News ID: 200450
Published: 0416 GMT September 12, 2017

Leaving JCPOA will isolate US: Iran official

Leaving JCPOA will isolate US: Iran official

An Iranian official says the historic 2015 nuclear agreement between Iran and the P5+1 group of countries was a deal among six countries, including the United States, warning that Washington will become isolated if it takes any action to walk out of it.

Speaking to reporters at his weekly press conference on Tuesday, Iranian government spokesman, Mohammad Baqer Nobakht, said the Islamic Republic would make a decision in line with its national interests in case of a possible US withdrawal from the nuclear deal, known as the Joint Comprehensive Plan of Action (JCPOA).

He added that such a decision would be made by the entire Islamic establishment.

Iran and the five permanent members of the United Nations Security Council – the United States, France, Britain, Russia and China – plus Germany signed the JCPOA on July 14, 2015 and started implementing it on January 16, 2016.

Under the nuclear deal, Iran undertook to put limitations on its nuclear program in exchange for the removal of nuclear-related sanctions imposed against Tehran.

US President Donald Trump, who had made no secret of opposing the JCPOA in his election campaign, has threatened to “tear up” the agreement, calling it “the worst deal ever negotiated.”

Elsewhere in his remarks, Nobakht pointed to the introductory statement by Director General of the International Atomic Energy Agency (IAEA) Yukiya Amano to the Board of Governors on Monday.

Saying that Amano had made “explicit and transparent” remarks which left no doubt about Iran’s compliance with the JCPOA, the Iranian officials said, “The recent remarks made by US officials about inspection [of Iran’s military sites] are unlawful.”

Speaking at a news conference in New York on August 25, US Ambassador to the United Nations Nikki Haley called on the IAEA to request access to Iranian military sites, in what is regarded as an attempt by the US to undermine the multilateral nuclear deal.

Iran has dismissed the request as an attempt to derail the nuclear agreement.

The IAEA has consistently verified that Iran has been in compliance with the nuclear deal since its implementation started.

In his latest statement, the IAEA chief once again confirmed that Iran had lived up to its commitments under the JCPOA, saying, “The nuclear-related commitments undertaken by Iran under the JCPOA are being implemented.”

Since the JCPOA Implementation Day in January 2016, the agency has been verifying and monitoring Iran’s implementation of its nuclear-related commitments under the nuclear deal, he noted.

Myanmar government, army responsible for killing Muslims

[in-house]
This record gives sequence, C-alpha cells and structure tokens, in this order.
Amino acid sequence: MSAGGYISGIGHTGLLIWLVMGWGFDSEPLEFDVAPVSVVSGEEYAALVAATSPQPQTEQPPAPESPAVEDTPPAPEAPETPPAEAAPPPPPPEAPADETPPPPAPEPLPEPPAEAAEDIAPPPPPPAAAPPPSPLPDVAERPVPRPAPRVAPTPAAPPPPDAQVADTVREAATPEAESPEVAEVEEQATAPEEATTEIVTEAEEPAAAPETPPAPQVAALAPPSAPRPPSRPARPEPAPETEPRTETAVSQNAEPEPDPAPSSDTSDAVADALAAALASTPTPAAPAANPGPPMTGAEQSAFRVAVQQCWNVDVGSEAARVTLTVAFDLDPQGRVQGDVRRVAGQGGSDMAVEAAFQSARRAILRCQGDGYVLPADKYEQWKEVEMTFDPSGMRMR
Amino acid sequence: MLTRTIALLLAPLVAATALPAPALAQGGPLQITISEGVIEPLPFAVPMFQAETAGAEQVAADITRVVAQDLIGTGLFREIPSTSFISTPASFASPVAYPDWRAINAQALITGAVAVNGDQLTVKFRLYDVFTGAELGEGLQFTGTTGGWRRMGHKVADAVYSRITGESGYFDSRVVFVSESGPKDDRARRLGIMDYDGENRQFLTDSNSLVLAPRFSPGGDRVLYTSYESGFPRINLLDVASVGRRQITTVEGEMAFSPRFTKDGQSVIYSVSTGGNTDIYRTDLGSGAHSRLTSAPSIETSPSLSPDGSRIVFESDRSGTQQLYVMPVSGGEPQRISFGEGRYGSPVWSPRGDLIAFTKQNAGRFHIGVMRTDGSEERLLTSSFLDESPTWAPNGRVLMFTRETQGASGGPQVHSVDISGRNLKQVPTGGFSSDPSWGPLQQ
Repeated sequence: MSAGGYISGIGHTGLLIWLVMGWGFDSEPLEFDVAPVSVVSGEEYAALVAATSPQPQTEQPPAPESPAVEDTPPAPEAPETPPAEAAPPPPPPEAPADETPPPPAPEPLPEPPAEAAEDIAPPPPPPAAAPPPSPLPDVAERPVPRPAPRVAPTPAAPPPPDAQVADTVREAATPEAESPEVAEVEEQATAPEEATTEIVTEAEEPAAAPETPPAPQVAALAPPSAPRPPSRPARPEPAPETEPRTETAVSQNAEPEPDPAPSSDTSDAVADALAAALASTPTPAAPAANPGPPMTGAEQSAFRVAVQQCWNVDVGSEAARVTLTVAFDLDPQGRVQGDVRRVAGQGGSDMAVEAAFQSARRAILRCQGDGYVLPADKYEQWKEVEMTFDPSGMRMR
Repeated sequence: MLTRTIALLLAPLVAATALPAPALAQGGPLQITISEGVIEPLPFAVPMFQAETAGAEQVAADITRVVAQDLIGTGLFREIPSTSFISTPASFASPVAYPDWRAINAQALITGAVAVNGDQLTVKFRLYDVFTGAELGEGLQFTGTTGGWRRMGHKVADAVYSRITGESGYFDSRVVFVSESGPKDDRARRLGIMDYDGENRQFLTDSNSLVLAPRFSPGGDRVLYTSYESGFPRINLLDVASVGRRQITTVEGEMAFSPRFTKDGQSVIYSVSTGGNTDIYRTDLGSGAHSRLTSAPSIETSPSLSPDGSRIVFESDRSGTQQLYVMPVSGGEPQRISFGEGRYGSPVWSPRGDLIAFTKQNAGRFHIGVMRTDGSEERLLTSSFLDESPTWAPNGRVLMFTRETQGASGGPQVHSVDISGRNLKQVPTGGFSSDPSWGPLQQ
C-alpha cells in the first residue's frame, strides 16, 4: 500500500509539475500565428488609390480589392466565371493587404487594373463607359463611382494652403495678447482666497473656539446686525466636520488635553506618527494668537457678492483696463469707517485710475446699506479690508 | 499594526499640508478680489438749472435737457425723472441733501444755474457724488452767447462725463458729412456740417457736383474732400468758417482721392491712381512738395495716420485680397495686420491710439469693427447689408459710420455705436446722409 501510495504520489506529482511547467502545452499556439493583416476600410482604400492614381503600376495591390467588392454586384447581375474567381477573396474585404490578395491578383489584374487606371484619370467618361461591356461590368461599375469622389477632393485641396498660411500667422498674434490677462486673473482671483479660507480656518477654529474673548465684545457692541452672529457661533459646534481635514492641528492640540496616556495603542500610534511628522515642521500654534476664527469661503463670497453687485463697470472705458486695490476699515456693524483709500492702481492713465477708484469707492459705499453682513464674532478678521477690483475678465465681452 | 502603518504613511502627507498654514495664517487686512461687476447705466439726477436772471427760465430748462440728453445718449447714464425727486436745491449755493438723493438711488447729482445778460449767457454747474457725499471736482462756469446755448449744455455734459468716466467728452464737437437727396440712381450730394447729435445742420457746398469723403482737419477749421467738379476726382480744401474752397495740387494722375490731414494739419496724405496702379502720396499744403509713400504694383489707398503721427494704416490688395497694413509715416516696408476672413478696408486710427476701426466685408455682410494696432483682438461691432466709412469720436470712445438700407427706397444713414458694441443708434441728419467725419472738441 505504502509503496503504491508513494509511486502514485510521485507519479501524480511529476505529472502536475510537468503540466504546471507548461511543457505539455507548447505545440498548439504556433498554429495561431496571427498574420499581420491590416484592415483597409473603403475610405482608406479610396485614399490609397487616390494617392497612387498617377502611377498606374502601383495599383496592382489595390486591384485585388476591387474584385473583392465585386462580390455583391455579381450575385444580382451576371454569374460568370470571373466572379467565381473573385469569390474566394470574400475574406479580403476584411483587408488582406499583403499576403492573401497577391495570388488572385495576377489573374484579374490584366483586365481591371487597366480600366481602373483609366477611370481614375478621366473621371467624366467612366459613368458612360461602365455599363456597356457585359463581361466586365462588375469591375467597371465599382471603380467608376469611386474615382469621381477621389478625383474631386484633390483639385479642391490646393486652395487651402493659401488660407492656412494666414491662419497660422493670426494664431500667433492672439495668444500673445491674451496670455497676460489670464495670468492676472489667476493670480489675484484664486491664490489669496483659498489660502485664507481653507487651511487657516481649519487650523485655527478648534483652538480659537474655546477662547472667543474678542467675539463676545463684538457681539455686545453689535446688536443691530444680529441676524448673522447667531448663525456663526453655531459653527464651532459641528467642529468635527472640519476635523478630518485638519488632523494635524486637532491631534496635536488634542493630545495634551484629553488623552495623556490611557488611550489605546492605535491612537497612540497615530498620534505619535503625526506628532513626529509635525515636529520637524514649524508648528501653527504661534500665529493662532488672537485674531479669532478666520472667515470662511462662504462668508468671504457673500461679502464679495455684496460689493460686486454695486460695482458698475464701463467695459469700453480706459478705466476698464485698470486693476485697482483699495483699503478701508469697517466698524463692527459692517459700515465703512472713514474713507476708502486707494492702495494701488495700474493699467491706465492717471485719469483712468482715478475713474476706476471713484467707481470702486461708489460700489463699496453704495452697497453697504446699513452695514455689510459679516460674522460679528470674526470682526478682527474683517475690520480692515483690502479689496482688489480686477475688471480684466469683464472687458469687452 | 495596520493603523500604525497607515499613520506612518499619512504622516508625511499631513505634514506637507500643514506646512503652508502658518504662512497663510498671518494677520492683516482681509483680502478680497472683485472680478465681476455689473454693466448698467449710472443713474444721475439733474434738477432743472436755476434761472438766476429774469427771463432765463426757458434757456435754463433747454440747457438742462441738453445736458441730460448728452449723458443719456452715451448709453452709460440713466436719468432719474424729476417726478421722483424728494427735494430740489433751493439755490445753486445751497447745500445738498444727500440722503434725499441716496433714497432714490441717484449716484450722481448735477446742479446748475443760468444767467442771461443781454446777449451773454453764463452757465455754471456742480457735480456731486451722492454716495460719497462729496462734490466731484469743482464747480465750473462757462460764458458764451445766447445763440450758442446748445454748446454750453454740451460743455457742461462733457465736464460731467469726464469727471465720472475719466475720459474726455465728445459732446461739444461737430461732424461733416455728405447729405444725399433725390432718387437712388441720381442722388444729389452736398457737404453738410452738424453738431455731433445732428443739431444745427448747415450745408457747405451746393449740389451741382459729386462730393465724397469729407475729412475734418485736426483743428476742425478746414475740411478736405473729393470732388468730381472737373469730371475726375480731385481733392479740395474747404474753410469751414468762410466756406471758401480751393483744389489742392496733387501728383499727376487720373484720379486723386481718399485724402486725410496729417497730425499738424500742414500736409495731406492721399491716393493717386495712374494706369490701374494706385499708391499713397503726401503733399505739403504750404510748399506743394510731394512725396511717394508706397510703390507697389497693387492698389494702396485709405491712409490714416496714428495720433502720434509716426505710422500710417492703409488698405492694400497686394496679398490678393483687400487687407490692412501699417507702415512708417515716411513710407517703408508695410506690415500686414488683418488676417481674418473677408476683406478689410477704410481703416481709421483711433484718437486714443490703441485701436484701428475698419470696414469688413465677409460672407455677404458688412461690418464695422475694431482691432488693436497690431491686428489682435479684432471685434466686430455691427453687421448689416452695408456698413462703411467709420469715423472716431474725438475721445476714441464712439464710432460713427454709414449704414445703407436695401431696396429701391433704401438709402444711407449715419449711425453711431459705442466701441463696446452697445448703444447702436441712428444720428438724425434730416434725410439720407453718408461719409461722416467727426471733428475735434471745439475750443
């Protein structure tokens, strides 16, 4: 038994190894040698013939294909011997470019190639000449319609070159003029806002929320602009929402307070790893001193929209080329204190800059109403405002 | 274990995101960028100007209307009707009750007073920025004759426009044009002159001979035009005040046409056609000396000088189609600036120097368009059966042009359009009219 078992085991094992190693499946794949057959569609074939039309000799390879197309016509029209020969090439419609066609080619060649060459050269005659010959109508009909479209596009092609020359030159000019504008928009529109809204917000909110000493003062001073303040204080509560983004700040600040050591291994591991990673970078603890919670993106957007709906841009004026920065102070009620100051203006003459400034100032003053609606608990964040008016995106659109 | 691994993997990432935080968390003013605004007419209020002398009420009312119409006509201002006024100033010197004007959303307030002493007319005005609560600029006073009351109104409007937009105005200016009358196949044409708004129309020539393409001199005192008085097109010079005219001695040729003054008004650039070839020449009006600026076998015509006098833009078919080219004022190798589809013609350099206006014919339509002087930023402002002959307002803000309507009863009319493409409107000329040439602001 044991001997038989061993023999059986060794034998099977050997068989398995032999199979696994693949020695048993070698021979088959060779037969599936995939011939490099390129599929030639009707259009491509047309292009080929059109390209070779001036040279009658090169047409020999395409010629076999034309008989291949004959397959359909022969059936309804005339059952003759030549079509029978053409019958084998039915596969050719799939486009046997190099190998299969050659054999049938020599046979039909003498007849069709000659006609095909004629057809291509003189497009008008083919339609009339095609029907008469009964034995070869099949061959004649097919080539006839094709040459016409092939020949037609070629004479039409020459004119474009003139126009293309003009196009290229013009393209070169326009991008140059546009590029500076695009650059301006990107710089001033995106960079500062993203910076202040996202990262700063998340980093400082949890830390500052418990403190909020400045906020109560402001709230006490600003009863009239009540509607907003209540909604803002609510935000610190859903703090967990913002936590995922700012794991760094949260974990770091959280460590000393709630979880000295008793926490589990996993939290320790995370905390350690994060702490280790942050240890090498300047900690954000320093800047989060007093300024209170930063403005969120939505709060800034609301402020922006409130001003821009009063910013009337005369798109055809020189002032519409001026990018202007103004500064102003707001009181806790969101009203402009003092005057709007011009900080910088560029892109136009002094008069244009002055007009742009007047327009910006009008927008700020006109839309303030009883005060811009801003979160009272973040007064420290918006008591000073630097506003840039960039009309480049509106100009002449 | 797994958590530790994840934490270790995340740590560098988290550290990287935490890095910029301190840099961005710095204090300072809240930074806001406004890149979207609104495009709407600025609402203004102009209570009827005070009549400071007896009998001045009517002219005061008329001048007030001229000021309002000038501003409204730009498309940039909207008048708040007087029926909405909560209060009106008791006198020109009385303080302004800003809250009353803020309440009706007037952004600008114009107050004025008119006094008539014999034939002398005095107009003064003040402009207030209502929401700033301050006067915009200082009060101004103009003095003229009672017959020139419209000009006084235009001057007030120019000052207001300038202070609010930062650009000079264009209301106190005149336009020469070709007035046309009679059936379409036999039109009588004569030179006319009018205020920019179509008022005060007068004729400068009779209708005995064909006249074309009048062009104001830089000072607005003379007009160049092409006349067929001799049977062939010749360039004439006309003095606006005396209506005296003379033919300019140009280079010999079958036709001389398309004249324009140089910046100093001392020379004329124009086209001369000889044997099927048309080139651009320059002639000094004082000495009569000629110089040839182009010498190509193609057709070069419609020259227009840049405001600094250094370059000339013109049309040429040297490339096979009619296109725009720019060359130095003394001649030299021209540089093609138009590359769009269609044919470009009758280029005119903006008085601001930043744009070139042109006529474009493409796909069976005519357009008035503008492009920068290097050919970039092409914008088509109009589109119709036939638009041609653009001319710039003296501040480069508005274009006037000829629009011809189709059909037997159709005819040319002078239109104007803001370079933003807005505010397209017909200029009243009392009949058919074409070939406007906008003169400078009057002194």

Elsewhere at the presser, the Iranian government spokesman slammed the inhuman and deadly crackdown on Rohingya Muslims in Myanmar.

“The government and army of Myanmar are responsible for the massacre and killing [of Rohingya Muslims]. We express our sympathy to the people of Myanmar,” Nobakht said.

He noted that Iranian President Hassan Rouhani had stressed the importance of making use of all diplomatic capacities to solve the ongoing crisis in Myanmar and during his visit to Kazakhstan’s capital of Astana last week, had called on Muslim countries to launch a probe into the case.

Addressing the first Organization of Islamic Cooperation (OIC) summit on science and technology in Astana on Sunday, Rouhani said the Muslim world felt the need for solidarity and unity more than ever as it was grappling with multiple crises, such as Israeli crimes against the Palestinians, atrocities by Buddhist extremists against Rohingya in Myanmar, humanitarian catastrophes created by extremist groups in Syria and Iraq and the continuation of the Saudi war on Yemen.

On the sidelines of the Astana OIC summit, the participants held an emergency meeting on the latest condition of the Rohingya Muslims amid the fresh wave of violence against the minority group and issued a statement.

The OIC senior leaders urged swift action to put an immediate end to the ongoing brutal violence in Myanmar and called for cooperation among Muslim countries aimed at dispatching humanitarian aid to the oppressed Rohingya and attending to the condition of the refugees.

Myanmar’s forces have been attacking Rohingya Muslims and torching their villages in Rakhine state since October 2016. The attacks have seen a sharp rise since August 25, following a number of armed attacks on police and military posts in the troubled state.

The latest spate of violence in Rakhine state has killed more than 1,000 people, according to the UN.

The world body has described the Rohingya as the most persecuted community in the world.

   
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